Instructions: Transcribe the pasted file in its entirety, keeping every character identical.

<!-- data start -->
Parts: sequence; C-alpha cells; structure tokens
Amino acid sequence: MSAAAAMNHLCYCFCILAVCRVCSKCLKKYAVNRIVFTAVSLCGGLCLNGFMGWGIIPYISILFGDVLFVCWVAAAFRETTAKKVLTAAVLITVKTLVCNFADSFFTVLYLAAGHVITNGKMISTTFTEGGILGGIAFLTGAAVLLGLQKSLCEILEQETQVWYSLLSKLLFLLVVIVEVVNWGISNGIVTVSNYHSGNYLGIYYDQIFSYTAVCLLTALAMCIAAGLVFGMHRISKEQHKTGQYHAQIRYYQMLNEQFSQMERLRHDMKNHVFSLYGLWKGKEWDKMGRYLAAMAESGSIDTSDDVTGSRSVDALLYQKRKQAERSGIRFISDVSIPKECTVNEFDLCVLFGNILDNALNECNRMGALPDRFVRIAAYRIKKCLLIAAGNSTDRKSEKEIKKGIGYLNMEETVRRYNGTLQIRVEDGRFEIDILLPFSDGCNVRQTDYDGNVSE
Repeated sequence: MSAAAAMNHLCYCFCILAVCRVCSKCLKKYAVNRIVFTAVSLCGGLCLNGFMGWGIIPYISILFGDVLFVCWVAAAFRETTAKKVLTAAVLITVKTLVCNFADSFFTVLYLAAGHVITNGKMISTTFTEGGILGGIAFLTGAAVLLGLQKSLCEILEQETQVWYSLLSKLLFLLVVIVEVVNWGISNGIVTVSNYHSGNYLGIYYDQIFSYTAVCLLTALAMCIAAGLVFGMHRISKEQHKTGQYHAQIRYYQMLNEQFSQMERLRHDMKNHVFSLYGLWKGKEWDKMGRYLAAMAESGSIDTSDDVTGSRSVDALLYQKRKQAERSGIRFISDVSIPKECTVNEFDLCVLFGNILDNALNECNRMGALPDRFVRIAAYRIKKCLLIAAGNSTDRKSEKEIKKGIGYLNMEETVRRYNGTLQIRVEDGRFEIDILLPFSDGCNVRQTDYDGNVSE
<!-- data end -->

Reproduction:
Parts: sequence; C-alpha cells; structure tokens
Amino acid sequence: MSAAAAMNHLCYCFCILAVCRVCSKCLKKYAVNRIVFTAVSLCGGLCLNGFMGWGIIPYISILFGDVLFVCWVAAAFRETTAKKVLTAAVLITVKTLVCNFADSFFTVLYLAAGHVITNGKMISTTFTEGGILGGIAFLTGAAVLLGLQKSLCEILEQETQVWYSLLSKLLFLLVVIVEVVNWGISNGIVTVSNYHSGNYLGIYYDQIFSYTAVCLLTALAMCIAAGLVFGMHRISKEQHKTGQYHAQIRYYQMLNEQFSQMERLRHDMKNHVFSLYGLWKGKEWDKMGRYLAAMAESGSIDTSDDVTGSRSVDALLYQKRKQAERSGIRFISDVSIPKECTVNEFDLCVLFGNILDNALNECNRMGALPDRFVRIAAYRIKKCLLIAAGNSTDRKSEKEIKKGIGYLNMEETVRRYNGTLQIRVEDGRFEIDILLPFSDGCNVRQTDYDGNVSE
Repeated sequence: MSAAAAMNHLCYCFCILAVCRVCSKCLKKYAVNRIVFTAVSLCGGLCLNGFMGWGIIPYISILFGDVLFVCWVAAAFRETTAKKVLTAAVLITVKTLVCNFADSFFTVLYLAAGHVITNGKMISTTFTEGGILGGIAFLTGAAVLLGLQKSLCEILEQETQVWYSLLSKLLFLLVVIVEVVNWGISNGIVTVSNYHSGNYLGIYYDQIFSYTAVCLLTALAMCIAAGLVFGMHRISKEQHKTGQYHAQIRYYQMLNEQFSQMERLRHDMKNHVFSLYGLWKGKEWDKMGRYLAAMAESGSIDTSDDVTGSRSVDALLYQKRKQAERSGIRFISDVSIPKECTVNEFDLCVLFGNILDNALNECNRMGALPDRFVRIAAYRIKKCLLIAAGNSTDRKSEKEIKKGIGYLNMEETVRRYNGTLQIRVEDGRFEIDILLPFSDGCNVRQTDYDGNVSE